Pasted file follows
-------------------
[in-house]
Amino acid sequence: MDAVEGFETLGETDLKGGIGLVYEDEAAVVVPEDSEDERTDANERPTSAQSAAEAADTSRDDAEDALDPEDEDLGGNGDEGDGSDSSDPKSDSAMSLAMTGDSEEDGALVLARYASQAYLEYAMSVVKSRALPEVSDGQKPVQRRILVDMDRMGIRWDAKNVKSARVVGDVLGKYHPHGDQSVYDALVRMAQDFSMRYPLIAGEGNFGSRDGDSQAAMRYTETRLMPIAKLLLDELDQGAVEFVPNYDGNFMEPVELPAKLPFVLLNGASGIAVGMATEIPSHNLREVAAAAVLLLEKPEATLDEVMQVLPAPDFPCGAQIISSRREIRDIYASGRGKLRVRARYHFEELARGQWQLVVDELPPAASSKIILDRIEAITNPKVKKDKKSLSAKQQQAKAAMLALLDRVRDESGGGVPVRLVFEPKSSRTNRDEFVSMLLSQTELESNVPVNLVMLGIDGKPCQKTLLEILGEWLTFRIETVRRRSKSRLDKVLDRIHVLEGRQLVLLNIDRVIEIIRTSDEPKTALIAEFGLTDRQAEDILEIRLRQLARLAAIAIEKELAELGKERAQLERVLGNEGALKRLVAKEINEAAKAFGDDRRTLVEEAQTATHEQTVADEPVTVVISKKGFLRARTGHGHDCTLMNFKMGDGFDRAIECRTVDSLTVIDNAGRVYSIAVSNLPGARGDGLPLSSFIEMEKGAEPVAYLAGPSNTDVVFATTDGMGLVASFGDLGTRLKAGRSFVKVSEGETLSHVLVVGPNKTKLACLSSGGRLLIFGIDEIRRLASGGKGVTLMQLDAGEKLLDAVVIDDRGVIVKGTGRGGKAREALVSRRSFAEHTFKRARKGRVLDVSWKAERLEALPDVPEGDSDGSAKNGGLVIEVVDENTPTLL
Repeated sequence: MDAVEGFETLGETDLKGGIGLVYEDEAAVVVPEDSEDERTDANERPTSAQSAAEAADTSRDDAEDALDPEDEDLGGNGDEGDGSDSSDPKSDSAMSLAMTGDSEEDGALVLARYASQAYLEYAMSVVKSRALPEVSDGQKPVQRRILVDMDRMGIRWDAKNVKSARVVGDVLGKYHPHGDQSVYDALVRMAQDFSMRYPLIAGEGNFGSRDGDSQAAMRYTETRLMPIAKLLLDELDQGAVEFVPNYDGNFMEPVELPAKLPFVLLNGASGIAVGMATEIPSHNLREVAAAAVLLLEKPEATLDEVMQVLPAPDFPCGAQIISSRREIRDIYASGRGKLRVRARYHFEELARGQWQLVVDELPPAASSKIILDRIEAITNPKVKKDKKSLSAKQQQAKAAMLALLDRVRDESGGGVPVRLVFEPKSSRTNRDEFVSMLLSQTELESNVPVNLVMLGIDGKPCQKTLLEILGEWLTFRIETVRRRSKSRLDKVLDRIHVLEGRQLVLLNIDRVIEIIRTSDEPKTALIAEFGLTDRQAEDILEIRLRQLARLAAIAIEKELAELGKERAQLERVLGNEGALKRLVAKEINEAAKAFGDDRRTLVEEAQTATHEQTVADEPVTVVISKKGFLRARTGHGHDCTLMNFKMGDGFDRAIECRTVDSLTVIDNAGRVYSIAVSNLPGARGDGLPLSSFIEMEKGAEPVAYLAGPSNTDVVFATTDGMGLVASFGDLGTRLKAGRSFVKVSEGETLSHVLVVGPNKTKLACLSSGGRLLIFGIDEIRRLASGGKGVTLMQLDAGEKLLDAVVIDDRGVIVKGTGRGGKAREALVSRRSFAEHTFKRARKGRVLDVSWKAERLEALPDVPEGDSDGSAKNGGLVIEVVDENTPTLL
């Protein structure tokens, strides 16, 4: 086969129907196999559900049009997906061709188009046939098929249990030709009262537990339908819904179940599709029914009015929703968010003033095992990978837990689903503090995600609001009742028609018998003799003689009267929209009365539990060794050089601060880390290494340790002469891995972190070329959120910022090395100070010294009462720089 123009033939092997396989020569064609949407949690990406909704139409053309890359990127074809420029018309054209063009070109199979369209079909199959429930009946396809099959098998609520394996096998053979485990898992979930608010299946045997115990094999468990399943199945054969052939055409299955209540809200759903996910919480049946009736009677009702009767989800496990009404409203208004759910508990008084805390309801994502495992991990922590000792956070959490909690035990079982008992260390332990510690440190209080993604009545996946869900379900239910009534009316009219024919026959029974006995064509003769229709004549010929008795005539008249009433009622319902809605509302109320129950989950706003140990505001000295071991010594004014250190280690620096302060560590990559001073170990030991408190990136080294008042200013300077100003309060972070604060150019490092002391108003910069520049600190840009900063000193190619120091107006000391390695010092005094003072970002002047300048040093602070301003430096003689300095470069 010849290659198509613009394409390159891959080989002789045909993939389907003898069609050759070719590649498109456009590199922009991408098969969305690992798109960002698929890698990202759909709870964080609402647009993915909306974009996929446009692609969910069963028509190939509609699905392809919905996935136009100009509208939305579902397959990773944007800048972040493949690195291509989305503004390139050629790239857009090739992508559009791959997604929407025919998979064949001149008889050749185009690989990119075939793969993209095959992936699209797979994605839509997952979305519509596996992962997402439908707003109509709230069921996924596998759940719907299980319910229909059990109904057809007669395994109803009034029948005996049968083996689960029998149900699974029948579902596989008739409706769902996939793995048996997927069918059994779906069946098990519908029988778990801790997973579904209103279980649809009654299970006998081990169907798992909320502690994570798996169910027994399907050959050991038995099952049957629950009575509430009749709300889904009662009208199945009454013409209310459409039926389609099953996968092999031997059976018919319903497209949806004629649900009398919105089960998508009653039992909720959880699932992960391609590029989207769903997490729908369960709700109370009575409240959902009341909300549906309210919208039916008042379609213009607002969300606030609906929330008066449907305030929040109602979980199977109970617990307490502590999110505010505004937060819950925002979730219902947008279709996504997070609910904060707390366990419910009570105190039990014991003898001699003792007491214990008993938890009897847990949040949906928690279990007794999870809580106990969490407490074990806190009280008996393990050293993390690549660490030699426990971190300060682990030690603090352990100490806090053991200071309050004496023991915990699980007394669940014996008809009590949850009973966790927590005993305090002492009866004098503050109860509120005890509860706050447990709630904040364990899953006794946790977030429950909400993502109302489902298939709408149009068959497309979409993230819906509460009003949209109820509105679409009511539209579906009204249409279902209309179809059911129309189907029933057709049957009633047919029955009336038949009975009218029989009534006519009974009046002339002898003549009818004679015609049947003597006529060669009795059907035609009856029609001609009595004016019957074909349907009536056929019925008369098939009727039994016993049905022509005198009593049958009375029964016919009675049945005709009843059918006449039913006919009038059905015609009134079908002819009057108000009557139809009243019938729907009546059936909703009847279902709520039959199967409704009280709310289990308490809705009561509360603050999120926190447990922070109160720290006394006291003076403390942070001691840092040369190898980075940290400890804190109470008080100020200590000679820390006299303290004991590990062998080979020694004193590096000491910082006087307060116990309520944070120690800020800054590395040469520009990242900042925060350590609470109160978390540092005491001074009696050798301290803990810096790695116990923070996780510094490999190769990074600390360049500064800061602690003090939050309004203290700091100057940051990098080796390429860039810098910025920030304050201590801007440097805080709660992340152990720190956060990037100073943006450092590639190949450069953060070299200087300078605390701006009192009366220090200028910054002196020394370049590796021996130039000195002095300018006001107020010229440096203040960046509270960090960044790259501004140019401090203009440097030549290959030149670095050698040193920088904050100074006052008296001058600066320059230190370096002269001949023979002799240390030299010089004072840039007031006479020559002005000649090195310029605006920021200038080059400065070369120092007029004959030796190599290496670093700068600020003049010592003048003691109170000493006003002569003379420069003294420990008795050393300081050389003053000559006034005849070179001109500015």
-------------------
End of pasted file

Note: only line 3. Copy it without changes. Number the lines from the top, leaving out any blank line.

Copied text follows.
Repeated sequence: MDAVEGFETLGETDLKGGIGLVYEDEAAVVVPEDSEDERTDANERPTSAQSAAEAADTSRDDAEDALDPEDEDLGGNGDEGDGSDSSDPKSDSAMSLAMTGDSEEDGALVLARYASQAYLEYAMSVVKSRALPEVSDGQKPVQRRILVDMDRMGIRWDAKNVKSARVVGDVLGKYHPHGDQSVYDALVRMAQDFSMRYPLIAGEGNFGSRDGDSQAAMRYTETRLMPIAKLLLDELDQGAVEFVPNYDGNFMEPVELPAKLPFVLLNGASGIAVGMATEIPSHNLREVAAAAVLLLEKPEATLDEVMQVLPAPDFPCGAQIISSRREIRDIYASGRGKLRVRARYHFEELARGQWQLVVDELPPAASSKIILDRIEAITNPKVKKDKKSLSAKQQQAKAAMLALLDRVRDESGGGVPVRLVFEPKSSRTNRDEFVSMLLSQTELESNVPVNLVMLGIDGKPCQKTLLEILGEWLTFRIETVRRRSKSRLDKVLDRIHVLEGRQLVLLNIDRVIEIIRTSDEPKTALIAEFGLTDRQAEDILEIRLRQLARLAAIAIEKELAELGKERAQLERVLGNEGALKRLVAKEINEAAKAFGDDRRTLVEEAQTATHEQTVADEPVTVVISKKGFLRARTGHGHDCTLMNFKMGDGFDRAIECRTVDSLTVIDNAGRVYSIAVSNLPGARGDGLPLSSFIEMEKGAEPVAYLAGPSNTDVVFATTDGMGLVASFGDLGTRLKAGRSFVKVSEGETLSHVLVVGPNKTKLACLSSGGRLLIFGIDEIRRLASGGKGVTLMQLDAGEKLLDAVVIDDRGVIVKGTGRGGKAREALVSRRSFAEHTFKRARKGRVLDVSWKAERLEALPDVPEGDSDGSAKNGGLVIEVVDENTPTLL